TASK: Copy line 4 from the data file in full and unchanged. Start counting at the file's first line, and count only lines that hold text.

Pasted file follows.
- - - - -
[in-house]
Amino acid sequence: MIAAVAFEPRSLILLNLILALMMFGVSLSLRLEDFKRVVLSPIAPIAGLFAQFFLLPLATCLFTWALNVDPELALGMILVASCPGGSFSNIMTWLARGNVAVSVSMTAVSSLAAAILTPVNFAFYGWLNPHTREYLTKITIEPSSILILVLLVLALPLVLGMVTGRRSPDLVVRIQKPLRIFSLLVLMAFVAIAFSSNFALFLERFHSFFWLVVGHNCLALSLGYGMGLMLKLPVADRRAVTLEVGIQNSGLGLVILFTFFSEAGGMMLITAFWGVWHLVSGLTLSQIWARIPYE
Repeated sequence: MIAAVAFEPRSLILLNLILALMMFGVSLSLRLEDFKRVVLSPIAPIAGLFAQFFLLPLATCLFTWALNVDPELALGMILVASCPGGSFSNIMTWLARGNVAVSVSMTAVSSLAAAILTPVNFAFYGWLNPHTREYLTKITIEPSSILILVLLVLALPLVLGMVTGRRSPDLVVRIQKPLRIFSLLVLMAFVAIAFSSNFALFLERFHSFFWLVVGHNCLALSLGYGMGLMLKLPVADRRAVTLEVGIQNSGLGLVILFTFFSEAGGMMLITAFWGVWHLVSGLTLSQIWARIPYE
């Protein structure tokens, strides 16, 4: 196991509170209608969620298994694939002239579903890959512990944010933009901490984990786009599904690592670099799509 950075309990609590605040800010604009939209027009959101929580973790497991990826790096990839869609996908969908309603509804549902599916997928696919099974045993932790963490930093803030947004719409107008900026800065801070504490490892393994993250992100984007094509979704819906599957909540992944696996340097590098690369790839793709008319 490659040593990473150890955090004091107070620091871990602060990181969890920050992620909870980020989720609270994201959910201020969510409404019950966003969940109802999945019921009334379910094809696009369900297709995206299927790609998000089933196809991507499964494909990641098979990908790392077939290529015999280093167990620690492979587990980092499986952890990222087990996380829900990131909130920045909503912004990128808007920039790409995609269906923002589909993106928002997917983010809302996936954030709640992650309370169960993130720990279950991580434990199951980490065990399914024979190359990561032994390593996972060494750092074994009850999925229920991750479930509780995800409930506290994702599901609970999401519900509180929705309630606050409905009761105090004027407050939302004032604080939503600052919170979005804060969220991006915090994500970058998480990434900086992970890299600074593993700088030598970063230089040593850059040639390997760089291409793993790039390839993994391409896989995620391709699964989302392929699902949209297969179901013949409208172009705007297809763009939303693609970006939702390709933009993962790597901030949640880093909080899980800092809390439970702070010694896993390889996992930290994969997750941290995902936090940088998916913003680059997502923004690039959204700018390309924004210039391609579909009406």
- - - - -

């Protein structure tokens, strides 16, 4: 196991509170209608969620298994694939002239579903890959512990944010933009901490984990786009599904690592670099799509 950075309990609590605040800010604009939209027009959101929580973790497991990826790096990839869609996908969908309603509804549902599916997928696919099974045993932790963490930093803030947004719409107008900026800065801070504490490892393994993250992100984007094509979704819906599957909540992944696996340097590098690369790839793709008319 490659040593990473150890955090004091107070620091871990602060990181969890920050992620909870980020989720609270994201959910201020969510409404019950966003969940109802999945019921009334379910094809696009369900297709995206299927790609998000089933196809991507499964494909990641098979990908790392077939290529015999280093167990620690492979587990980092499986952890990222087990996380829900990131909130920045909503912004990128808007920039790409995609269906923002589909993106928002997917983010809302996936954030709640992650309370169960993130720990279950991580434990199951980490065990399914024979190359990561032994390593996972060494750092074994009850999925229920991750479930509780995800409930506290994702599901609970999401519900509180929705309630606050409905009761105090004027407050939302004032604080939503600052919170979005804060969220991006915090994500970058998480990434900086992970890299600074593993700088030598970063230089040593850059040639390997760089291409793993790039390839993994391409896989995620391709699964989302392929699902949209297969179901013949409208172009705007297809763009939303693609970006939702390709933009993962790597901030949640880093909080899980800092809390439970702070010694896993390889996992930290994969997750941290995902936090940088998916913003680059997502923004690039959204700018390309924004210039391609579909009406």